OUT: Control action which must be applied to the process. Error out: The result of the operation can be read in this variable. If the process is correct, the variable will be 0 otherwise VI will return an error code. For more information about the errors, you can see the text file created in the folder Logs, as well as giving value 0 (debug mode) to the Log Level pin. Before continuing, it should be noted that the size of SP, PV, OUT, AI, MODE and RC have to be equal to avoid mistakes. Moreover, if we do not want to add perturbations or specify RC or CP, these can be left without connecting. User Manual 10
UM‐TK‐LV8‐01‐EN ADEX Toolkit for LabVIEW 8 To modify an internal parameter value of the controller, the ADEX COP 2 Configurator can be used or else the ADEX Read Parameter and ADEX Write Parameter subVIs, described in later chapters. To finalize this section, here is a summary of the various steps which have to be carried out to integrate an ADEX controller in VI of LabVIEW. 1. Execute ADEX Ini and ADEX TCP Listener. This step is necessary for the first simulation. 2. Execute ADEX Controller with Initialization = 1. 3. Repeat the execution of the controller with Initialization=0 until the end of the simulation. ADEX Read Parameter The library also comprises a parameter read module, that is, an element which returns the current value of an internal controller parameter. A diagram of this is shown in Figure 6 below: FIGURE 6 – ADEX READ PARAMETER The inputs are: ƒ Controller Name: This block needs to know the controller whose parameters need to be read. The user must ensure that this controller exists otherwise an error will be returned. ƒ Parameter Name: This is a character string which identifies a parameter in particular. Assuming that the name is not overly simple, in the Help section, there is a browser for name searching which will be described later. The output pins are as follows: ƒ Parameter Value: The read value of the parameter. ƒ Error out: This is a verification pin such that if the process is correct, the value is zero (0) otherwise, if the reading has failed, the VI will return an error code. For more information about the errors, you can see the text file created in the folder Logs, as well as giving value 0 (debug mode) to the Log Level pin. User Manual 11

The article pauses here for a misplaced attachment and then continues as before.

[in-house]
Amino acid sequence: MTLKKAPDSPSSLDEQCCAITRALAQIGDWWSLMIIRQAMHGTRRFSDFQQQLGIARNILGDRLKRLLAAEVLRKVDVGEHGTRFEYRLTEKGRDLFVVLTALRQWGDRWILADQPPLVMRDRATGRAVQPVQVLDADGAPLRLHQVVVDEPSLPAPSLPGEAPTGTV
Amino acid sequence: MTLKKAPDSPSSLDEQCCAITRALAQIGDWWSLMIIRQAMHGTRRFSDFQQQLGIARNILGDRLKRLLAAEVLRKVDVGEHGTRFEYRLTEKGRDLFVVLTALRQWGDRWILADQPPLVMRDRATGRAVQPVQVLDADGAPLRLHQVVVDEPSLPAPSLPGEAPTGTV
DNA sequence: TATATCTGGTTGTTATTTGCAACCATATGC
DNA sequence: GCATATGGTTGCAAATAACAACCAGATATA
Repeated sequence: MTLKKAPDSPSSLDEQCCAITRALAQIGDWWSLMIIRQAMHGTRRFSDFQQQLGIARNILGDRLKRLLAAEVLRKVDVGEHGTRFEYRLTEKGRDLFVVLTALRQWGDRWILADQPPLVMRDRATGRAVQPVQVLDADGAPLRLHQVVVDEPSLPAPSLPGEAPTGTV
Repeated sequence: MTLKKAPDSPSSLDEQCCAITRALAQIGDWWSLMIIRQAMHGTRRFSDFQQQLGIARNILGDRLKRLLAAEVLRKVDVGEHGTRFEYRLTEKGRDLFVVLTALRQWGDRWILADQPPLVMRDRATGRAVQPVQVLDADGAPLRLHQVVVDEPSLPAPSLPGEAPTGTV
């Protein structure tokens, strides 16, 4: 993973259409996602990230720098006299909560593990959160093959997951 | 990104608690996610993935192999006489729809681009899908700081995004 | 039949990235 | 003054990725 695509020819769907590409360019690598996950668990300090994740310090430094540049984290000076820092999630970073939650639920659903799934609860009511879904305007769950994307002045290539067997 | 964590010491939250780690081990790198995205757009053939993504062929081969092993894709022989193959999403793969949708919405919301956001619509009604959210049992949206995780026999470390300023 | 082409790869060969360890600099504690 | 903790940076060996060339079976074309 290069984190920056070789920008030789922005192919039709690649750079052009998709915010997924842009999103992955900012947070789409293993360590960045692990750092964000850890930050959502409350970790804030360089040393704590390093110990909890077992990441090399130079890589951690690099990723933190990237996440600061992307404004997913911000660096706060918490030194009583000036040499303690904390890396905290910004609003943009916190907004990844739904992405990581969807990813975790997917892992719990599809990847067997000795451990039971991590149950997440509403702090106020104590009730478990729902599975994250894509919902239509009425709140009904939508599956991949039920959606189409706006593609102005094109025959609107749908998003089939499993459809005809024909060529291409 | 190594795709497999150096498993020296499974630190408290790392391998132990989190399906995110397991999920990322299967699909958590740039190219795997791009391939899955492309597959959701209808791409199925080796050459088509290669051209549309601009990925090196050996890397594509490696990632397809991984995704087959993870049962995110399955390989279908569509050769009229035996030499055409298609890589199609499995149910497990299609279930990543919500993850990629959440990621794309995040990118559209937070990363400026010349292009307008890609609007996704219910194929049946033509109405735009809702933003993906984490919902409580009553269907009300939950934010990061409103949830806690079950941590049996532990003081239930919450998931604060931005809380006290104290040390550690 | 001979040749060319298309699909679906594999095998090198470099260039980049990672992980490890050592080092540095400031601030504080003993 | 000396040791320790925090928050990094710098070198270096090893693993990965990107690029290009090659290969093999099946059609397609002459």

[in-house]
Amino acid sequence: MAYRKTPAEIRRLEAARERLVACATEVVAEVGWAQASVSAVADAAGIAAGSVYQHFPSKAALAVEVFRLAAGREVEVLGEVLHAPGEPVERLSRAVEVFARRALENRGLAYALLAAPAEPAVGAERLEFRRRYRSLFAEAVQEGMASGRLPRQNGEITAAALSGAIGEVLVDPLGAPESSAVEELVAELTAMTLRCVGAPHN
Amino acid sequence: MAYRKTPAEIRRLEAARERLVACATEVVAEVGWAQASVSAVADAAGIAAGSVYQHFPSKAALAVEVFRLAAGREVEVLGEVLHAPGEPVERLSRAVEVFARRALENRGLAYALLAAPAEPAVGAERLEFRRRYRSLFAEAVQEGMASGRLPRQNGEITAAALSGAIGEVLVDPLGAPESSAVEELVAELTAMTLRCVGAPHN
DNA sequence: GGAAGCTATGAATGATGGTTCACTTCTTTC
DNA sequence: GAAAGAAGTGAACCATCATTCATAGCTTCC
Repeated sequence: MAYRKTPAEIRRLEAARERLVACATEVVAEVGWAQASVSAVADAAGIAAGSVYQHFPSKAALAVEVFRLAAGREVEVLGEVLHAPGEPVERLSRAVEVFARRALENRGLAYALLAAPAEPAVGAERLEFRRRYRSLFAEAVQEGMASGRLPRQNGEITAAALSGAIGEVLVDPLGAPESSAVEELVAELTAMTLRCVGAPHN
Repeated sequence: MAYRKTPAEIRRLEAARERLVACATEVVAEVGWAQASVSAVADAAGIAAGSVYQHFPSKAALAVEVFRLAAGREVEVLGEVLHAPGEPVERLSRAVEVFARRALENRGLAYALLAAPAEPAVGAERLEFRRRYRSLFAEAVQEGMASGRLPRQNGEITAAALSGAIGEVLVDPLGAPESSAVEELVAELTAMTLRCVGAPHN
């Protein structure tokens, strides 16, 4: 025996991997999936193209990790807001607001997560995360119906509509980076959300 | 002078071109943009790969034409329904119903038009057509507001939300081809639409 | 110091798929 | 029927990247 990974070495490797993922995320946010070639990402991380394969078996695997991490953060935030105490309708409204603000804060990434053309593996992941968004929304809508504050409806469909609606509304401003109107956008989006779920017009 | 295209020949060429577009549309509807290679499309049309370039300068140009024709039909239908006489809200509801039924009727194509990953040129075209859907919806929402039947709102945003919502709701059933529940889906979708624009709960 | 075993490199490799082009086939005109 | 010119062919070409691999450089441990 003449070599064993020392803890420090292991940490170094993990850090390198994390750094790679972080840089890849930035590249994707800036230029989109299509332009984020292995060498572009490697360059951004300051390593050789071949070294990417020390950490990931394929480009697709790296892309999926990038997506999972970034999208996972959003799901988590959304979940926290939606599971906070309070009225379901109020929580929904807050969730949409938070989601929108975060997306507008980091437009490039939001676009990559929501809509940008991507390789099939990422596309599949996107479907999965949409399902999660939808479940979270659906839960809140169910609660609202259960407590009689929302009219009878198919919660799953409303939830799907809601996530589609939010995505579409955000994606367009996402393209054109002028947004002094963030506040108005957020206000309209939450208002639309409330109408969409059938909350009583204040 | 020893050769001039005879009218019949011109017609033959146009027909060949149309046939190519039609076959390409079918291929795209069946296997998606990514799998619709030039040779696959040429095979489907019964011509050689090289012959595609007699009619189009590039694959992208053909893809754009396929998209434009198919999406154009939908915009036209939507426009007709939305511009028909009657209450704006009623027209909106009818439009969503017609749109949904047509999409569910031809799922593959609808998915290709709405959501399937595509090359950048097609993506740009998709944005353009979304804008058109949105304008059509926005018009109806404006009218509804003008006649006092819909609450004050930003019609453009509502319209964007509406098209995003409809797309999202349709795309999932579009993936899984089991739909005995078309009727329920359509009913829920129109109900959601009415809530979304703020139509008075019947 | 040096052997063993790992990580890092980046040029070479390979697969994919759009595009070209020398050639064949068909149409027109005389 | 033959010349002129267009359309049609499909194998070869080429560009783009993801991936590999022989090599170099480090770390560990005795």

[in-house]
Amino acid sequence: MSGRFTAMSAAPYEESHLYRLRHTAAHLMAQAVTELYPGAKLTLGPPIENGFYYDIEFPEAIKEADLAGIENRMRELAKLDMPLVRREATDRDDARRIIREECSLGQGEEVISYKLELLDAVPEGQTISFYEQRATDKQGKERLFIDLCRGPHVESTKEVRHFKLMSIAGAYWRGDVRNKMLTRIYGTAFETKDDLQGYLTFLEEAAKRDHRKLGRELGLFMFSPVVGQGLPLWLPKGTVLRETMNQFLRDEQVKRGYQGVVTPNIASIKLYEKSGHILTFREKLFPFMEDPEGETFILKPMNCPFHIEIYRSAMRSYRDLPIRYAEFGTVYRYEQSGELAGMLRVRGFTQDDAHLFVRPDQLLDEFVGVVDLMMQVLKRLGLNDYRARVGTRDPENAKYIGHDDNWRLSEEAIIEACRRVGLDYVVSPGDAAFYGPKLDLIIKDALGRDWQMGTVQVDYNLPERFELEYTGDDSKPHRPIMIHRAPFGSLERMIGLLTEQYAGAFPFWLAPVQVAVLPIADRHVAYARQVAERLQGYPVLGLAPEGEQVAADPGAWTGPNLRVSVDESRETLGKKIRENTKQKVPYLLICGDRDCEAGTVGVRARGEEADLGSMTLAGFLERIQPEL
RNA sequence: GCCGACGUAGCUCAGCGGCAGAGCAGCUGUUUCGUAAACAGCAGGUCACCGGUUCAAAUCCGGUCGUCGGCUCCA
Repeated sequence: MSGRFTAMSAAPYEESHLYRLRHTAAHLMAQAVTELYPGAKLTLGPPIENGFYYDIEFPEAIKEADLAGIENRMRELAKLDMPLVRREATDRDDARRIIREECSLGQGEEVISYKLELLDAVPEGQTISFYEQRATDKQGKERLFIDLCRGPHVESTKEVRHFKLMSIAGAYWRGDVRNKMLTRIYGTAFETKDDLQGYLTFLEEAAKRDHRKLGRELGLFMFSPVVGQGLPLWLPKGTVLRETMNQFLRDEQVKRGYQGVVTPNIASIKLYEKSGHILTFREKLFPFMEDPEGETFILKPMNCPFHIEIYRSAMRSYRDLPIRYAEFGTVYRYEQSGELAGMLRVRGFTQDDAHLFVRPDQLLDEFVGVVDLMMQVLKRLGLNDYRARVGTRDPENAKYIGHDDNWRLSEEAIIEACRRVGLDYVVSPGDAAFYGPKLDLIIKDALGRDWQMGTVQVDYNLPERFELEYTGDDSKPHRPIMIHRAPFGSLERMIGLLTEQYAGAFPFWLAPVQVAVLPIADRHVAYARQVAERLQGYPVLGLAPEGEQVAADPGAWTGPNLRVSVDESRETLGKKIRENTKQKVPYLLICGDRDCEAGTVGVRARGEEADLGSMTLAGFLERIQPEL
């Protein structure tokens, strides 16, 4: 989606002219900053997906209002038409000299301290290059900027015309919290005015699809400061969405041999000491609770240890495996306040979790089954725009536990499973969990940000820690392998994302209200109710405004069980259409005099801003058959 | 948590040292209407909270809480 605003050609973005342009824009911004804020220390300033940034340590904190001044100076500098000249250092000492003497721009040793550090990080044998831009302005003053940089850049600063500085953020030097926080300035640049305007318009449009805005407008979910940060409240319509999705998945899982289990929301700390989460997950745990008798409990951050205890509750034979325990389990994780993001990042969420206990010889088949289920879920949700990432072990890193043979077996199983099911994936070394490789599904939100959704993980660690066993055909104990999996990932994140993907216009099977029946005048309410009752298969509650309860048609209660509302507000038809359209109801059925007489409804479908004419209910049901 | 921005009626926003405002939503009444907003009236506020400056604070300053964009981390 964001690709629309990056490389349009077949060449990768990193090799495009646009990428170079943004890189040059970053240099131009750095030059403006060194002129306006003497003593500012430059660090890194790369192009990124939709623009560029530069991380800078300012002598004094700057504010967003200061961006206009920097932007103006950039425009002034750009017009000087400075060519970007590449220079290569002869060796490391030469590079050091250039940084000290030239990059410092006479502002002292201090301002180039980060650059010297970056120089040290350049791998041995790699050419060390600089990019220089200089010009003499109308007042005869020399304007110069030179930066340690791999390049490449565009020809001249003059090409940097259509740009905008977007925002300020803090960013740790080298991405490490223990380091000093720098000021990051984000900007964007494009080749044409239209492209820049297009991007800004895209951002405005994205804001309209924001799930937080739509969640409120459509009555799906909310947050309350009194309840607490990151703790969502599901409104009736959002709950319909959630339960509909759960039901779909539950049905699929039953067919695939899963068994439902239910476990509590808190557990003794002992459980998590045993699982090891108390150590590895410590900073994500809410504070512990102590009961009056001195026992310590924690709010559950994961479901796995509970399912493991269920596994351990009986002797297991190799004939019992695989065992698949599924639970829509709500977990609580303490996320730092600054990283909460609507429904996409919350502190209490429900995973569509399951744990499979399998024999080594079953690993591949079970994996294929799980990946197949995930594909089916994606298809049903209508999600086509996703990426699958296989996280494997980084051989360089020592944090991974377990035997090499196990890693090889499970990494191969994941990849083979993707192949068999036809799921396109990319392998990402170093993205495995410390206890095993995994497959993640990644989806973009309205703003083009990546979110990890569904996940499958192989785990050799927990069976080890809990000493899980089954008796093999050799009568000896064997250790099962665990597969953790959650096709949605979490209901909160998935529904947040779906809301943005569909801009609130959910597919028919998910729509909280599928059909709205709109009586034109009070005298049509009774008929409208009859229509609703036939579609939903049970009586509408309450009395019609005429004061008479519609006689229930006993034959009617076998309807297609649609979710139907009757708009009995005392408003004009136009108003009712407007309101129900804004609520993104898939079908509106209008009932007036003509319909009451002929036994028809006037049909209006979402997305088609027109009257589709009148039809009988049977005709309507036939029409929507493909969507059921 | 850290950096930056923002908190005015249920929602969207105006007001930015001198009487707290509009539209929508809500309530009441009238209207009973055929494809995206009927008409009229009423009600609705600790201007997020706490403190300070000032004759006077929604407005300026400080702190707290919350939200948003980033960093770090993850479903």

UM‐TK‐LV8‐01‐EN ADEX Toolkit for LabVIEW 8 ADEX Write Parameter The last element of the ADEX library is shown in Figure 7 and is the parameter writer. Its function is to modify the value of an internal controller parameter. These changes can be carried out during the simulation process, that is, it is not necessary to stop the execution of the program. FIGURE 7 – ADEX WRITE PARAMETER The inputs and outputs of the block are intuitive. In the first group, they are the following: ƒ Controller Name: The name of the controller whose parameters require to be changed. First of all, it is necessary to ensure that the controller exists or the module will return an error. ƒ Parameter Name: This is a character string which identifies a particular parameter. ƒ Parameter Value: The value required to be written. The output pins are: ƒ Error out: This is a verification pin such that the value will be 0 if the process is correct otherwise, the VI will return an error code. For more information about the errors, you can see the text file created in the folder Logs, as well as giving value 0 (debug mode) to the Log Level pin. ADEX Parameter Browser Having explained the functioning of the ADEX blocks, it is necessary to know the name of a parameter so that it can be read correctly. Using the name of the parameter in ADEX COP 2 Configurator, the indices and full names can be obtained by means of the ADEX parameters browser (Figure 8). This is referred to in plural since although a particular parameter is being searched, this could have several identifiers and names according to the domain it belongs to and the PV which it affects. User Manual 12